Category Archives: Lukaku

On possession and risk – Burnley 1 Everton 3

Now what?

Now what?

An early goal can put me on edge – and maybe it has the same effect on the players. There’s so much time for opponents to re-assess, draw breath and then come again with a freedom that might be lacking when there’s the point with which every team starts every match still in the bank.

I felt this unease just before Burnley scored, so the goal came as no surprise. Thinking harder about the source of my that unease (why worry one-nil up to Burnley?), I thought of Jose Mourinho’s reported unease about the merits of possession football. Attributed to him is a view that crystallises my anxiety with an early lead. If goals come from mistakes, then mistakes come when in possession. So the best way to avoid mistakes is to let the opposition have the ball in their own half where they can make the mistakes. Turnover ball, as in rugby and American Football, is a mighty weapon against drilled defences.

After Samuel Eto’o’s brilliantly conceived and executed opener, Everton fell into ten minutes of the nice possession football that we all know Roberto Martinez admires. Triangles formed, one-touch (maximum two-touch) passes beat out a rhythm and neutrals will have enjoyed a style seldom seen in England until ten or so years ago. But, but, but…

Everton’s terrible defensive record this season has many causes with individual errors high on the list. Sure enough, one popped up when Romelu Lukaku misplaced a pass (back into the defensive third) and three Burnley touches later, the scores were level. That sparked some unfair Twitter jibes at the big Belgian, but, well, you know… Twitter…

At his best, Lukaku suits the Martinez way. He’s available for short and long passes from midfield, can get on the end of a move and score (as he did, a little fortunately, to restore the lead he had to some extent squandered) and he is willing to learn. On the downside, he can look very raw, even now, the first touch more flaxen than silken, the ball seldom instantly tamed.

If that’s a technical shortcoming, his error at Turf Moor was, perhaps, rooted in the other challenge possession football sets – maintaining concentration. Creating those triangles in one and two touch combination play demands players run into the right areas and then know what their options are as the ball comes towards them. Smaller players, on the half-turn with a glance or two sideways as the ball arrives, don’t find this so difficult – Leighton Baines gave a fine demonstration of what I mean for 90 minutes and Steven Naismith’s blossoming “in the hole” is partly accounted for by his ability to pick the right options under pressure. Big Rom didn’t do that, passing the ball infield when he had 30 yards space into which to pass the ball towards the left touchline. His concentration had lapsed and he chose a risky rather than risk-free pass.

He is still 21 and he has played a lot of football, particularly since returning from his January injury -so it’s no surprise to see evidence that he’s not absolutely “on it” twice a week, 40 or so weeks a year. Of course, it would help if he had a naturally easy first touch to fall back on, but he hasn’t, something that Jose Mourinho will have noticed in agreeing to the summer sale.

All this is not intended to lay blame at Lukaku’s door (though plenty will, and their fingers will twitch over their Twitter accounts the next time Lukaku makes a mistake). It is a plea that we accept that with possession comes risk and that players are fallible, especially young players on whom big demands are made. Everton enjoyed almost twice as much of the ball as Burnley: twice as many chances to launch attacks and make those three lovely goals; and twice as many chances to cock it up and hand opponents the chances they crave.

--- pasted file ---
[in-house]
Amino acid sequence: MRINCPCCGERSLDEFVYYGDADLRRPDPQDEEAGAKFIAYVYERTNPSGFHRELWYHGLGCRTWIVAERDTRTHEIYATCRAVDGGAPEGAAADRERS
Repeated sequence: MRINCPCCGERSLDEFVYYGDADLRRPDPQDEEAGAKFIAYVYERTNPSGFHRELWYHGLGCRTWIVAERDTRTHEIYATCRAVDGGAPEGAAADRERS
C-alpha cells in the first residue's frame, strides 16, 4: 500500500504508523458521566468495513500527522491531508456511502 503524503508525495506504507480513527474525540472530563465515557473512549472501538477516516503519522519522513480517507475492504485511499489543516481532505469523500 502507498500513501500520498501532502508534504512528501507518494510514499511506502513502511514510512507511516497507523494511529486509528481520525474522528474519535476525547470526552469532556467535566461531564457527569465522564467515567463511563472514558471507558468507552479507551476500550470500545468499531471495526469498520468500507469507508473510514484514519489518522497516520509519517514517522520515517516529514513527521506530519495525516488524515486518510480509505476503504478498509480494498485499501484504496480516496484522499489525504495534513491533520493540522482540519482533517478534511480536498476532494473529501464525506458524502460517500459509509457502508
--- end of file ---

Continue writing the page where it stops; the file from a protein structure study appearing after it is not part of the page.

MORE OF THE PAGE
Romelu Lukaku, opportunities and stats 1 March 2014

About to take the opportunities

About to take the opportunities

There’s a lot made of stats in football, until recently a sport rather neglected by the number crunching geeks. But a combination of Moneyball and football money soon opened the door to the management consultant types and the Football Manager gamers’ spreadsheets and suddenly (or so it seems to the likes of me) stats are everywhere, driving Leighton Baines’ putative transfer value and Sam Allardyce’s coaching.

Stats only really work if they back up the evidence of one’s own eyes and one’s opinion / prejudice about the game. And the stat that I like most now is Everton’s <em>Attempts At Goal</em>. Against West Ham, the Blues piled up 22, of which a dismal three were on target. Now I don’t deny that scoring is the hardest thing in the game – if not, forwards would cost less than full-backs – but is it that hard to get a shot into a space eight yards wide and eight feet high? Well, not 19 fails out of 22 hard.

And this is not a new problem. Even after today’s winner, it’s still only nine goals in the last ten league games with signs that the players are becoming anxious in front of goal, snatching at chances, blasting shots too high, lunging at the ball. There’s evidence of training ground routines all over the pitch: little triangles around the halfway line; Sylvain Distin’s much improved distribution; the interchanges between full-backs and wide midfielders to work space near the touchlines. But the shooting hasn’t come on – in fact, it’s gone backwards. 

Maybe the players believe that the majority of possession enjoyed in so many matches (often a big majority) means that the chances will come (as they did in the Autumn). Opponents have their stats too and know that possession outside the final third doesn’t really matter, so they cede it to the likes of Barkley and Pienaar and challenge them to thread the ball through two lines of four. What results are a series of quarter and half chances that seldom trouble the keeper. One solution would be to practise converting these kinds of chances in training – do they?